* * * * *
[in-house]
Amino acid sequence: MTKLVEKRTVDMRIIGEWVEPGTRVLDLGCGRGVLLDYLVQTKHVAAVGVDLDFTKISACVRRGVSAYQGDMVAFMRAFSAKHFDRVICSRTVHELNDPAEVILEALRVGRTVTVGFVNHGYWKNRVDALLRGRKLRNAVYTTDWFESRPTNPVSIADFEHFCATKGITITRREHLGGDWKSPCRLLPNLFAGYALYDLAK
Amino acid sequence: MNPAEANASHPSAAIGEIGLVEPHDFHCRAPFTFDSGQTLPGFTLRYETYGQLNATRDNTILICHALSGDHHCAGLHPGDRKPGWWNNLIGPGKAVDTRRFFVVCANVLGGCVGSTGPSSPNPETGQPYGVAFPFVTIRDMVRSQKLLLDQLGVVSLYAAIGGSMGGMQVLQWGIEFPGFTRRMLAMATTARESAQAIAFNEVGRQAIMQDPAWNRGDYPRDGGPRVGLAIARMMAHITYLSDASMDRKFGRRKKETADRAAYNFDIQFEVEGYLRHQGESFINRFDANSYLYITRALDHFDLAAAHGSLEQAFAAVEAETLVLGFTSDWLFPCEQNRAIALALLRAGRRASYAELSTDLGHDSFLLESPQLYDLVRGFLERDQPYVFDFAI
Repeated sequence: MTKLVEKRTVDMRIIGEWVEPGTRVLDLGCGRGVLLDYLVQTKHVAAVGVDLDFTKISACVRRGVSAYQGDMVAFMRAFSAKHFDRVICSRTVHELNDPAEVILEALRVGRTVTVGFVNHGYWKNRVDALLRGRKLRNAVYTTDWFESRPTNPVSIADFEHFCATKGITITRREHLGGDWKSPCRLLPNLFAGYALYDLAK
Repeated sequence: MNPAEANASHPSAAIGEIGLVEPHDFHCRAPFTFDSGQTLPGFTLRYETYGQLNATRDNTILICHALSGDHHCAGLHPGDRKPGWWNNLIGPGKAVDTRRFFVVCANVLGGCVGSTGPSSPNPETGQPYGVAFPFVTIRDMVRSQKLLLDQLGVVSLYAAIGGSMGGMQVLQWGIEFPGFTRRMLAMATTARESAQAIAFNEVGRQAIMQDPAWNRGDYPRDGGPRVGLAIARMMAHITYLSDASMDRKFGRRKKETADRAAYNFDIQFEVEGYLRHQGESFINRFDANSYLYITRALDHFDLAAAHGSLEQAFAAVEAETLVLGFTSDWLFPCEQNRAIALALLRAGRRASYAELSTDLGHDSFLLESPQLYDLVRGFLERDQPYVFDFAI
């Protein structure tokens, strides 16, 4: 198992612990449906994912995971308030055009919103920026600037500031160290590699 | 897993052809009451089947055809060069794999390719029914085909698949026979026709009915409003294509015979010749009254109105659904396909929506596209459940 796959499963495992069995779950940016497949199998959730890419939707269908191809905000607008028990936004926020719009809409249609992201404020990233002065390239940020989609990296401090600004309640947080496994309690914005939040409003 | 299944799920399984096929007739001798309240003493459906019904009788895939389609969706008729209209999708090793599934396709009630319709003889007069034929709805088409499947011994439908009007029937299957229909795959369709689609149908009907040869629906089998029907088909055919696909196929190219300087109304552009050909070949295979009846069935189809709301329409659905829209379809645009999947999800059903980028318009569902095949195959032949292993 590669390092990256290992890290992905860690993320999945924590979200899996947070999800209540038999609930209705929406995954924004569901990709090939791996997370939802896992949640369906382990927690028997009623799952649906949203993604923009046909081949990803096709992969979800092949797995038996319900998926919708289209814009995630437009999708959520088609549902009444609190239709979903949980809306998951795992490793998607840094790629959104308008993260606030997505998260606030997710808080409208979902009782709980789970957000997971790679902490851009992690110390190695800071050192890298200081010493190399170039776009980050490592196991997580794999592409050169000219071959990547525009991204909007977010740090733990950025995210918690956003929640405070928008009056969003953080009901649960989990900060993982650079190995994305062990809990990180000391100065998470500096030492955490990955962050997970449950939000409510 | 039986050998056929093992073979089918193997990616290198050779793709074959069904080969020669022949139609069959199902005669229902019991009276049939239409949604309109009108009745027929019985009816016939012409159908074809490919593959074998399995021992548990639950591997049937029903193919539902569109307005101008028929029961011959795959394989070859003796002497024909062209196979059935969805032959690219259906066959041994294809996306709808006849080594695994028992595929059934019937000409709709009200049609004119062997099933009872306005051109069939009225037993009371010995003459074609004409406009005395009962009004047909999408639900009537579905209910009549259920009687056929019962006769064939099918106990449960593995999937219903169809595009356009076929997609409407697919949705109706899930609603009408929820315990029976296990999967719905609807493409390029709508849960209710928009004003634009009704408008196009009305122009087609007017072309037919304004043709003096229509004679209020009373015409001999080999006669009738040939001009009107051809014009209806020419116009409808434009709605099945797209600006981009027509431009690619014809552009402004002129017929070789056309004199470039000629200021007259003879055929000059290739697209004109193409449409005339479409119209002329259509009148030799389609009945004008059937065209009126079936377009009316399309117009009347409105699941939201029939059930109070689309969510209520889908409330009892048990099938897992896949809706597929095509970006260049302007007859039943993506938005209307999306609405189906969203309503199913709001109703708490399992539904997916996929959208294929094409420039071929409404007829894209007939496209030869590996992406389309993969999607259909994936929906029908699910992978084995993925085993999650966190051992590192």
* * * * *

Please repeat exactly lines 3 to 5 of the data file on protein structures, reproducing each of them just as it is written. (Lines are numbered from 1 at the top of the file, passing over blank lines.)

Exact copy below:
Amino acid sequence: MNPAEANASHPSAAIGEIGLVEPHDFHCRAPFTFDSGQTLPGFTLRYETYGQLNATRDNTILICHALSGDHHCAGLHPGDRKPGWWNNLIGPGKAVDTRRFFVVCANVLGGCVGSTGPSSPNPETGQPYGVAFPFVTIRDMVRSQKLLLDQLGVVSLYAAIGGSMGGMQVLQWGIEFPGFTRRMLAMATTARESAQAIAFNEVGRQAIMQDPAWNRGDYPRDGGPRVGLAIARMMAHITYLSDASMDRKFGRRKKETADRAAYNFDIQFEVEGYLRHQGESFINRFDANSYLYITRALDHFDLAAAHGSLEQAFAAVEAETLVLGFTSDWLFPCEQNRAIALALLRAGRRASYAELSTDLGHDSFLLESPQLYDLVRGFLERDQPYVFDFAI
Repeated sequence: MTKLVEKRTVDMRIIGEWVEPGTRVLDLGCGRGVLLDYLVQTKHVAAVGVDLDFTKISACVRRGVSAYQGDMVAFMRAFSAKHFDRVICSRTVHELNDPAEVILEALRVGRTVTVGFVNHGYWKNRVDALLRGRKLRNAVYTTDWFESRPTNPVSIADFEHFCATKGITITRREHLGGDWKSPCRLLPNLFAGYALYDLAK
Repeated sequence: MNPAEANASHPSAAIGEIGLVEPHDFHCRAPFTFDSGQTLPGFTLRYETYGQLNATRDNTILICHALSGDHHCAGLHPGDRKPGWWNNLIGPGKAVDTRRFFVVCANVLGGCVGSTGPSSPNPETGQPYGVAFPFVTIRDMVRSQKLLLDQLGVVSLYAAIGGSMGGMQVLQWGIEFPGFTRRMLAMATTARESAQAIAFNEVGRQAIMQDPAWNRGDYPRDGGPRVGLAIARMMAHITYLSDASMDRKFGRRKKETADRAAYNFDIQFEVEGYLRHQGESFINRFDANSYLYITRALDHFDLAAAHGSLEQAFAAVEAETLVLGFTSDWLFPCEQNRAIALALLRAGRRASYAELSTDLGHDSFLLESPQLYDLVRGFLERDQPYVFDFAI